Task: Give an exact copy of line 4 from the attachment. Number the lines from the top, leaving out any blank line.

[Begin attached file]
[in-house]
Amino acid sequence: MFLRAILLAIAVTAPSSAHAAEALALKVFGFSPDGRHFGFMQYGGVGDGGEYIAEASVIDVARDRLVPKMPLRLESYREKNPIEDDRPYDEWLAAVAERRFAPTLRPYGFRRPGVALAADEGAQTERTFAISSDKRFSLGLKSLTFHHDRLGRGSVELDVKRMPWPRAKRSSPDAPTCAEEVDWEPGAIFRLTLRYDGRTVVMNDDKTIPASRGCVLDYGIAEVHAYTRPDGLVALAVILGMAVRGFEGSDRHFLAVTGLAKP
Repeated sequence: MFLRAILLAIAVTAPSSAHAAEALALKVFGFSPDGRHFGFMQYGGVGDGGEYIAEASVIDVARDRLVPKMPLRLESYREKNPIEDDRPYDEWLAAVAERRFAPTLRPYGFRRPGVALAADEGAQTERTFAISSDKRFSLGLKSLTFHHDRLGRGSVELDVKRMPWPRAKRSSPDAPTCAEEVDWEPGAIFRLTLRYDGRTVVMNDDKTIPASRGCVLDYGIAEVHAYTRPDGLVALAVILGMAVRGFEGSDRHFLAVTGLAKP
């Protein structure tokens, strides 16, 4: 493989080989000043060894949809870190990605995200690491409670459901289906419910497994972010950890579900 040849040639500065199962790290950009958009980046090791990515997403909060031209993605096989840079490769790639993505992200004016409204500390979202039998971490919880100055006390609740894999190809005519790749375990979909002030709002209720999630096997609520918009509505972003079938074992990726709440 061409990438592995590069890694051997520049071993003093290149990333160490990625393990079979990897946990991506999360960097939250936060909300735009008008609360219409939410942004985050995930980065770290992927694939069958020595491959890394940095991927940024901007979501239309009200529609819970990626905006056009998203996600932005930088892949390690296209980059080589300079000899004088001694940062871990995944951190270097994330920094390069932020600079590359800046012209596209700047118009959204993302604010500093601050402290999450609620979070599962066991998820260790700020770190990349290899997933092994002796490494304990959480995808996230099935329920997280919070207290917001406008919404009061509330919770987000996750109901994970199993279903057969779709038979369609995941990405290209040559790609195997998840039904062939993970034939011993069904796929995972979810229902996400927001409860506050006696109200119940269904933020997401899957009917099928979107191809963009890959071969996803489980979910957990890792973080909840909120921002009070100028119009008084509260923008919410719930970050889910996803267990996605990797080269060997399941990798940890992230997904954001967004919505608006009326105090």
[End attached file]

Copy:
């Protein structure tokens, strides 16, 4: 493989080989000043060894949809870190990605995200690491409670459901289906419910497994972010950890579900 040849040639500065199962790290950009958009980046090791990515997403909060031209993605096989840079490769790639993505992200004016409204500390979202039998971490919880100055006390609740894999190809005519790749375990979909002030709002209720999630096997609520918009509505972003079938074992990726709440 061409990438592995590069890694051997520049071993003093290149990333160490990625393990079979990897946990991506999360960097939250936060909300735009008008609360219409939410942004985050995930980065770290992927694939069958020595491959890394940095991927940024901007979501239309009200529609819970990626905006056009998203996600932005930088892949390690296209980059080589300079000899004088001694940062871990995944951190270097994330920094390069932020600079590359800046012209596209700047118009959204993302604010500093601050402290999450609620979070599962066991998820260790700020770190990349290899997933092994002796490494304990959480995808996230099935329920997280919070207290917001406008919404009061509330919770987000996750109901994970199993279903057969779709038979369609995941990405290209040559790609195997998840039904062939993970034939011993069904796929995972979810229902996400927001409860506050006696109200119940269904933020997401899957009917099928979107191809963009890959071969996803489980979910957990890792973080909840909120921002009070100028119009008084509260923008919410719930970050889910996803267990996605990797080269060997399941990798940890992230997904954001967004919505608006009326105090």